My focus then moved to seeing whether I could document the process of making these outfits, and although I wasn’t satisfied with the images that resulted from this it is still a direction I want to explore. While working on these images I noticed that there was a story to be told involving the positive influence of Cosplay culture on mental health. I continued this line of thought while working at similar events, including Hyper Japan and LAGC.

In order to tell that story, I would have to become far more involved with my subjects than when working on a simple portrait. I also am not a fan of photo stories/essays that only consist of portraits. I much prefer action, and to not only see things happen but to investigate and understand why. Isolating a subject for a portrait was where this project began but now I wanted to take a different direction entirely, in a far more candid style closer to my production and fashion BTS work.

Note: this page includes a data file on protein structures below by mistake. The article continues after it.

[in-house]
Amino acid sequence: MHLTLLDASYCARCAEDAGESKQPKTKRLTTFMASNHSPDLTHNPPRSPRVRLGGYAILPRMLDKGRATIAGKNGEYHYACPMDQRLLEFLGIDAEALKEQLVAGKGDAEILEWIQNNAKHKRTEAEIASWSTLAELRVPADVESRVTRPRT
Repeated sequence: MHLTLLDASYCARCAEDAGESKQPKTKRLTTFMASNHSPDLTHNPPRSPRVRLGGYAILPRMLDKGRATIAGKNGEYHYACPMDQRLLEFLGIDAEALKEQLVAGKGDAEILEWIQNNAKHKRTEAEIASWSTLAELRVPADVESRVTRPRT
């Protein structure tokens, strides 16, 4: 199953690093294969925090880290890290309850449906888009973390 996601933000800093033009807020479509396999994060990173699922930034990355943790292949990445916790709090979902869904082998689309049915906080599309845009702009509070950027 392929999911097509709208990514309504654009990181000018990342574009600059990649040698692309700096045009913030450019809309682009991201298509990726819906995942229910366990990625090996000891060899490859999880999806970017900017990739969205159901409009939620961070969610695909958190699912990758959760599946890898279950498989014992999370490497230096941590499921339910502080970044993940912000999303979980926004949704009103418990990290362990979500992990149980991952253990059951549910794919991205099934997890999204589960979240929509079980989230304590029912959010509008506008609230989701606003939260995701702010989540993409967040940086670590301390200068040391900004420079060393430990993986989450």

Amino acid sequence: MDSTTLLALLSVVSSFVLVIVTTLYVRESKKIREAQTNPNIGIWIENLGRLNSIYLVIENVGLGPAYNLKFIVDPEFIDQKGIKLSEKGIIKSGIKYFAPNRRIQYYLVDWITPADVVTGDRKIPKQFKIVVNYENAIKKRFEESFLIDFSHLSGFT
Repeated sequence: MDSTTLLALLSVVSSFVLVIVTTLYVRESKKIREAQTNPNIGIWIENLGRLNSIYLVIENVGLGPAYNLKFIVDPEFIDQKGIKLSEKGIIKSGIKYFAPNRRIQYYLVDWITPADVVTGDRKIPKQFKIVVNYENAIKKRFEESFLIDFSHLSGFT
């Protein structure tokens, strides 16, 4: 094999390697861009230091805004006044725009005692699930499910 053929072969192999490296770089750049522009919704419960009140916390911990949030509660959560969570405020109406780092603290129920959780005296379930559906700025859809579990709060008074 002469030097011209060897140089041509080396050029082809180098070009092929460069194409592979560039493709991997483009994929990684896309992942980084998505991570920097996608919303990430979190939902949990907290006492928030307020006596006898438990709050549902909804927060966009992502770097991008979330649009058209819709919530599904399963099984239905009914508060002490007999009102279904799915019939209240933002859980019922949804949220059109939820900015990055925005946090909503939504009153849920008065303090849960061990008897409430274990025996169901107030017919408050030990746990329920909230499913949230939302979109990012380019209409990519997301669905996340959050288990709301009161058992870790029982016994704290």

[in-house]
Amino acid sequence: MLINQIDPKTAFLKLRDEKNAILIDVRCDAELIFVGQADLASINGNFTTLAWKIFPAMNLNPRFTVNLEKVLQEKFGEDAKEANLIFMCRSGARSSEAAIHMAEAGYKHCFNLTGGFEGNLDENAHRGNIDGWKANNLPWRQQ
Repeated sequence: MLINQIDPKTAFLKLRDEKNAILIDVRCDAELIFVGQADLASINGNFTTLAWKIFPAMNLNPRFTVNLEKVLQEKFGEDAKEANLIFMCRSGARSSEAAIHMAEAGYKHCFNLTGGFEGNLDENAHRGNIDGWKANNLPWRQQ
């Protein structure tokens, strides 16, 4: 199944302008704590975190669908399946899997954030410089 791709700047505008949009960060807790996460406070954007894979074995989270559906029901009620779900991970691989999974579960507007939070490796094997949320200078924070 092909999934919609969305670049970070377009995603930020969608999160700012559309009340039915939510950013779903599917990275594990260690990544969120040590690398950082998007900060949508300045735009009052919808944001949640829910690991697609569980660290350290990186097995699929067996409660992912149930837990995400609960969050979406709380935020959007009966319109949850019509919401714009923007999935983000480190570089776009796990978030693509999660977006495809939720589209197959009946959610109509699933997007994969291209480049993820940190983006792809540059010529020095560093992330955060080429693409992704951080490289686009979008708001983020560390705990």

Although I already felt that these conventions were a great environment for me, catering to many of my interests both from my childhood and present I had a long way to go in creating connections with the attendees I was interested in documenting. Luckily there is a wonderfully friendly environment, and I had no trouble in striking up conversations. Although not everyone wanted to be involved in my project, they were all interested in how it would turn out and had perspectives to offer regarding the topics I was discussing.

Although I wanted my work to be candid it was important for me to become familiar to enough people that I would be free to shoot as I pleased. The more comfortable people are with the presence of not only myself but my camera then the easier it is to shoot candid scenes and moments. Especially when exploring themes of community and friendship this kind of access is unparalleled.

By involving myself with these groups I was able to learn about aspects of the community I would have never known existed, let alone thought to document — for example the “Fight Club” which sometimes happens between the closing of the Comic-Con and the opening of the after party.